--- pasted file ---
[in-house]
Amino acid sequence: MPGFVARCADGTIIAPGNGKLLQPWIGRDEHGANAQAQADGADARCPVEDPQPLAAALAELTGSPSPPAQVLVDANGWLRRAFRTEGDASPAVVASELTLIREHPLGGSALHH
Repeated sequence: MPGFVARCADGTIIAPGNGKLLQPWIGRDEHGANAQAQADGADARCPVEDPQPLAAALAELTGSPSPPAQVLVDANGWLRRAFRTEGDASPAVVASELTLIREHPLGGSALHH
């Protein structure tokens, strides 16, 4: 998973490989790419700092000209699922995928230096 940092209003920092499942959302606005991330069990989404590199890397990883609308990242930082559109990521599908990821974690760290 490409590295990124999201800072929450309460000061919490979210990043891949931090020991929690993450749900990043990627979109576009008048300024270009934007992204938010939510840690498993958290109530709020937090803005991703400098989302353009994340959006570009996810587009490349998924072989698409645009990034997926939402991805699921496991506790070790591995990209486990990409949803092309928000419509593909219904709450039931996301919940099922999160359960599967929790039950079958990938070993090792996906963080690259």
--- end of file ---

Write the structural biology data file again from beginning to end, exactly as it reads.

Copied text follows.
[in-house]
Amino acid sequence: MPGFVARCADGTIIAPGNGKLLQPWIGRDEHGANAQAQADGADARCPVEDPQPLAAALAELTGSPSPPAQVLVDANGWLRRAFRTEGDASPAVVASELTLIREHPLGGSALHH
Repeated sequence: MPGFVARCADGTIIAPGNGKLLQPWIGRDEHGANAQAQADGADARCPVEDPQPLAAALAELTGSPSPPAQVLVDANGWLRRAFRTEGDASPAVVASELTLIREHPLGGSALHH
């Protein structure tokens, strides 16, 4: 998973490989790419700092000209699922995928230096 940092209003920092499942959302606005991330069990989404590199890397990883609308990242930082559109990521599908990821974690760290 490409590295990124999201800072929450309460000061919490979210990043891949931090020991929690993450749900990043990627979109576009008048300024270009934007992204938010939510840690498993958290109530709020937090803005991703400098989302353009994340959006570009996810587009490349998924072989698409645009990034997926939402991805699921496991506790070790591995990209486990990409949803092309928000419509593909219904709450039931996301919940099922999160359960599967929790039950079958990938070993090792996906963080690259």